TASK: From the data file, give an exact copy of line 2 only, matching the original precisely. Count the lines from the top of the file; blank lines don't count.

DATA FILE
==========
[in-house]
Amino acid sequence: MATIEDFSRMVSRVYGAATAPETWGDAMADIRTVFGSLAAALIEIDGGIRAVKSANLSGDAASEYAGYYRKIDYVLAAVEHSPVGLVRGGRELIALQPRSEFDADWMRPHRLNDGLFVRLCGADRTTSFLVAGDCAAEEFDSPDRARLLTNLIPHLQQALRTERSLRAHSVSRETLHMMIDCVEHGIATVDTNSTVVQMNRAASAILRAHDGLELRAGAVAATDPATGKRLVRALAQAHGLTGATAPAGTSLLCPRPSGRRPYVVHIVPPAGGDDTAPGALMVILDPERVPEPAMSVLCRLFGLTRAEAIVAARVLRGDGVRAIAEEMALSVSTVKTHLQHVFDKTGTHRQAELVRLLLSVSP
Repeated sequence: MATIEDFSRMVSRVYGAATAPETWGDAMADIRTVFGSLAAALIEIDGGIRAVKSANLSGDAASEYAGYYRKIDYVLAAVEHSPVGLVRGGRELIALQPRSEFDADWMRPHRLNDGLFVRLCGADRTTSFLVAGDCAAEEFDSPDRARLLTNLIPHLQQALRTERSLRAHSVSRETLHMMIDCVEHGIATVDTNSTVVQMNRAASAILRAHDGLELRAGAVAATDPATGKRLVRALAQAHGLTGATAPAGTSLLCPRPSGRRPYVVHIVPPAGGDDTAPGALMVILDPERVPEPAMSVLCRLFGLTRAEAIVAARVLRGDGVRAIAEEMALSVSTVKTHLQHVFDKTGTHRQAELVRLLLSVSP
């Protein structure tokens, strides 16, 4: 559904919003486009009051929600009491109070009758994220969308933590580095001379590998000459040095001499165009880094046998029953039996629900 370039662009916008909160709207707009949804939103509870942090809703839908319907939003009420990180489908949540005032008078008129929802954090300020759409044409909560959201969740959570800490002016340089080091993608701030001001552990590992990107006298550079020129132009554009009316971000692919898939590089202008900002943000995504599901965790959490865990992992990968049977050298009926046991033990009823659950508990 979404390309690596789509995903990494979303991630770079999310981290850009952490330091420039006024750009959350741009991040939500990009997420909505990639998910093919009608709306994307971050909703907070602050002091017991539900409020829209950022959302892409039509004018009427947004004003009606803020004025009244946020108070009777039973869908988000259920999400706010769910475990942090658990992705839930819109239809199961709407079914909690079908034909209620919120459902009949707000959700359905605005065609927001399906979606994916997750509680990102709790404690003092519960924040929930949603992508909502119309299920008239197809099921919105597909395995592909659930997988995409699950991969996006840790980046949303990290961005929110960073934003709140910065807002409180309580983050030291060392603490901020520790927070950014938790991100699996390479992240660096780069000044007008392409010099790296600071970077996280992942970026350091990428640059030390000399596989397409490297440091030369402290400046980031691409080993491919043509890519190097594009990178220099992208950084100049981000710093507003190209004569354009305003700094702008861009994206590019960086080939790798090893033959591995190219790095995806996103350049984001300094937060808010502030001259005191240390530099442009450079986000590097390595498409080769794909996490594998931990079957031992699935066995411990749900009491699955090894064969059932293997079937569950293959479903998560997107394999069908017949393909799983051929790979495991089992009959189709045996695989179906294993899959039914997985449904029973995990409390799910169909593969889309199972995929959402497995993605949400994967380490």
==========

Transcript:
Amino acid sequence: MATIEDFSRMVSRVYGAATAPETWGDAMADIRTVFGSLAAALIEIDGGIRAVKSANLSGDAASEYAGYYRKIDYVLAAVEHSPVGLVRGGRELIALQPRSEFDADWMRPHRLNDGLFVRLCGADRTTSFLVAGDCAAEEFDSPDRARLLTNLIPHLQQALRTERSLRAHSVSRETLHMMIDCVEHGIATVDTNSTVVQMNRAASAILRAHDGLELRAGAVAATDPATGKRLVRALAQAHGLTGATAPAGTSLLCPRPSGRRPYVVHIVPPAGGDDTAPGALMVILDPERVPEPAMSVLCRLFGLTRAEAIVAARVLRGDGVRAIAEEMALSVSTVKTHLQHVFDKTGTHRQAELVRLLLSVSP